Kevin Gorman: Steelers safety Sean Davis ready for rematch with Patriots’ Rob Gronkowski
This is the NFL, Sean Davis said, and there are no mismatches. The Pittsburgh Steelers safety was repeating a Mike Tomlin mantra: The best team doesn’t win. The team that plays the best wins the game.
“I take that to heart,” Davis said. “That means anyone can get beat.”
Davis speaks from experience about mismatches and even more expertly about getting beat, especially against the New England Patriots. The Steelers safety wasn’t just repeatedly beaten by Rob Gronkowski last December but was mocked afterward when the Patriots tight end pointed at Davis before breaking into a robot touchdown dance.
“I’ve grown from that,” Davis said. “I’ve become a better player.”
Davis had nowhere to go but up, as he reached his nadir against the Patriots. The Steelers had a 24-19 lead with 2:06 remaining when New England took over at its own 23. On the first play, Tom Brady’s pass was tipped by Cameron Heyward but Davis dropped what would have been an interception. Davis said afterward he felt “terrible” for “letting a win slip out of your hands.”
It only got worse from there.
Gronkowski caught back-to-back 26-yard passes, then a 17-yard shoestring catch late in the fourth quarter to set up Dion Lewis’ go-ahead touchdown. Gronkowski then beat Davis on a corner fade for a two-point conversion in the Patriots’ 27-24 victory at Heinz Field.
By that point, you almost had to feel sorry for Davis. If it wasn’t bad enough that CBS color analyst Tony Romo highlighted their matchup by circling the single coverage on the screen before the two-point play, Jim Nantz did the trick by proclaiming “He’s killing Davis!”
Welcome to the NFL, kid.
Gronkowski’s nine-catch, 168-yard game has hung over Davis like a black cloud for almost a year. But Davis has moved from strong safety to free safety, where he serves as the last line of defense, so it’s unlikely he will cover Gronkowski in the same fashion as last season.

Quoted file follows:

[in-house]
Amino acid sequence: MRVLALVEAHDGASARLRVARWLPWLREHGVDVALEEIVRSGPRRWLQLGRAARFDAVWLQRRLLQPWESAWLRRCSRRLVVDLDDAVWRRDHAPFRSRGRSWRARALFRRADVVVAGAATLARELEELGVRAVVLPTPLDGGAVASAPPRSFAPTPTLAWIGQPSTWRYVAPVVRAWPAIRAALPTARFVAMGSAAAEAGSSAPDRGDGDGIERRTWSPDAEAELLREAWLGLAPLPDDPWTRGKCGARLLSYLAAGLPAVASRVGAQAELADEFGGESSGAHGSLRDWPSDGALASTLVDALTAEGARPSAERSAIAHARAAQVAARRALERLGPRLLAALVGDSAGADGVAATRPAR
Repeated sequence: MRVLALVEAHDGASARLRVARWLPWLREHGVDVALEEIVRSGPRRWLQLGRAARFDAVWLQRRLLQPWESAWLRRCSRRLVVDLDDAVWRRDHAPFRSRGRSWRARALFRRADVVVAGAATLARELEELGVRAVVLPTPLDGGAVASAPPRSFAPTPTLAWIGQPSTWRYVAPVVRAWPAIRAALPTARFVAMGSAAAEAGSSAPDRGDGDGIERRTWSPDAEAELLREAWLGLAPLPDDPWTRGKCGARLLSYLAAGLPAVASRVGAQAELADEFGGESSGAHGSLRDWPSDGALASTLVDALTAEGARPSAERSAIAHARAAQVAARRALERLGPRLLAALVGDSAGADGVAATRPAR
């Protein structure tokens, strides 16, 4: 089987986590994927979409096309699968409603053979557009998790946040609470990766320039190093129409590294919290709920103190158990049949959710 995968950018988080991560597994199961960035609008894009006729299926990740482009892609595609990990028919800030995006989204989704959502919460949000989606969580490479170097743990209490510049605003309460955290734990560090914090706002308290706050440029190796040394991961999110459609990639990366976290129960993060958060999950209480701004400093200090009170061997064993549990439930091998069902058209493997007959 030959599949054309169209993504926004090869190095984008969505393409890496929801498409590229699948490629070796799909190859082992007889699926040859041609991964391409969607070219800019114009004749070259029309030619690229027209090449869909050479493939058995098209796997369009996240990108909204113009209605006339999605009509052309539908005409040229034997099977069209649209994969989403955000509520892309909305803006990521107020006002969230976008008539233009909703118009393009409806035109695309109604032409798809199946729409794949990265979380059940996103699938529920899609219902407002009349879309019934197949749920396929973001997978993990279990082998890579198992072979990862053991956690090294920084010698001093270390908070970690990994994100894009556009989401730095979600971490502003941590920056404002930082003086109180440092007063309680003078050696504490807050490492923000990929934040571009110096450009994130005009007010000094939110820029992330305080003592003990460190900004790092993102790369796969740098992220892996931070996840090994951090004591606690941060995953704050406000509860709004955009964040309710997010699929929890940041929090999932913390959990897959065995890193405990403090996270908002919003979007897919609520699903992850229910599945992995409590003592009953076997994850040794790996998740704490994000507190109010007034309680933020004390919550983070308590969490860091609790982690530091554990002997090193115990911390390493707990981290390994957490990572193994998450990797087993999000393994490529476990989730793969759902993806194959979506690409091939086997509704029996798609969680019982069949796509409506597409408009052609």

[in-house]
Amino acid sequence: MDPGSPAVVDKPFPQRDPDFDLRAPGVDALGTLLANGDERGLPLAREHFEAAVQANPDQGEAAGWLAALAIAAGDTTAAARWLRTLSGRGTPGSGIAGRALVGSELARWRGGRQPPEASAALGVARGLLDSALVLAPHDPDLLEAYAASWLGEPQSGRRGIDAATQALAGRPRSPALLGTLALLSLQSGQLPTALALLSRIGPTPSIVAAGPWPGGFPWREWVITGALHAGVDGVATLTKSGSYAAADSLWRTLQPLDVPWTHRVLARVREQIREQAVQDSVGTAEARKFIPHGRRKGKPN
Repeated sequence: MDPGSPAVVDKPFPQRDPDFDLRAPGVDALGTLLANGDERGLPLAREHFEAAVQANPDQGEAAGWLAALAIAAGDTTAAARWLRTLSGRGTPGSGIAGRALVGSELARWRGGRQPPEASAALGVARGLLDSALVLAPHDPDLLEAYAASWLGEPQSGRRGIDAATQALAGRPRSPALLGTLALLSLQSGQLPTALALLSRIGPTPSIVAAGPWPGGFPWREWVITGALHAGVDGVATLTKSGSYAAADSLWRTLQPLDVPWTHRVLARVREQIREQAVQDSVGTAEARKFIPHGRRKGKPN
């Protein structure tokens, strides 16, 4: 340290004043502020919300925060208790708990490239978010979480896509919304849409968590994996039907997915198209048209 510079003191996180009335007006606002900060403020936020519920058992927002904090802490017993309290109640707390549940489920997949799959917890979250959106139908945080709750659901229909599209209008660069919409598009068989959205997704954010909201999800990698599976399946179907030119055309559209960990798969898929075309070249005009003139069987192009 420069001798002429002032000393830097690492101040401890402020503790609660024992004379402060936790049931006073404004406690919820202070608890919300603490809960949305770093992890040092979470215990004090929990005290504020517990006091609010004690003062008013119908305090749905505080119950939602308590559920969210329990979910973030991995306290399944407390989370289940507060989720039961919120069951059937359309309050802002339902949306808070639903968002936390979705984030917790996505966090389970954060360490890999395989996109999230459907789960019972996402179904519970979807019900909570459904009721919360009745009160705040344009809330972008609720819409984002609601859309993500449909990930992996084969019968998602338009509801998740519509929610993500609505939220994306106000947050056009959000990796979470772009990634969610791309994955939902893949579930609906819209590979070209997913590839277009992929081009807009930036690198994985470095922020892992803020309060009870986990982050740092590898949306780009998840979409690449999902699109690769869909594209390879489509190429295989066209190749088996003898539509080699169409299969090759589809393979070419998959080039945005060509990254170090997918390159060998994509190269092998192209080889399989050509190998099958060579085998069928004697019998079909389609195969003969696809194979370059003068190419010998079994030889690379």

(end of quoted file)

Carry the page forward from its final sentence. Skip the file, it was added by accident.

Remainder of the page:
“That’s football,” said Davis, who did not practice Wednesday because of a knee injury. “That’s been lingering in this room and in the DB room, especially for me. I’m trying to get my run back. But it’s a little different this year. I’m going to be playing deep. I’m going to try to make sure those deep shots Gronk got on me last year he’s not going to get this year.”
Davis is far from alone in being busted up by Gronkowski, a 6-foot-6, 265-pounder who will go down in NFL history as a transcendent tight end. The Woodland Hills graduate has 39 receptions for 664 yards and eight touchdowns in six games against the Steelers, averaging 17.03 yards per catch and 110.7 per game.
But tight ends have tortured the Steelers all season, and Davis is taking it upon himself to be more assertive in his communication with the defense. Despite the secondary’s struggles during a three-game losing streak, the Steelers continue to express faith in Davis in deep coverage.
“We trust him,” Steelers slot cornerback Mike Hilton said. “We know what he’s capable of. That was a hard test he got put into last year, so we’re going to find ways to give him some help this year.”
Davis doesn’t lack for confidence. Even after the loss to the Patriots, he made these bold proclamations: “I ain’t scared of them. I ain’t scared of ‘Gronk.’ I ain’t scared of Brady. We’re all not. We’re going to see them again and run it back. They’re beatable. We had ’em. We’ve just got to do a better job of executing and put a dagger in ’em.”
Instead, the Jacksonville Jaguars put a dagger in the Steelers’ hopes for an AFC championship game rematch with the Patriots.
Davis refused to back down from those words Wednesday, believing the Steelers can win if they play their best.
“I still believe that. I stand by it,” Davis said. “This year, we’ve just got to back it up.”
Delivering a dagger to Gronkowski would be a good start.
Kevin Gorman is a Tribune-Review staff writer. You can contact Kevin at email@example.com or via Twitter @KGorman_Trib.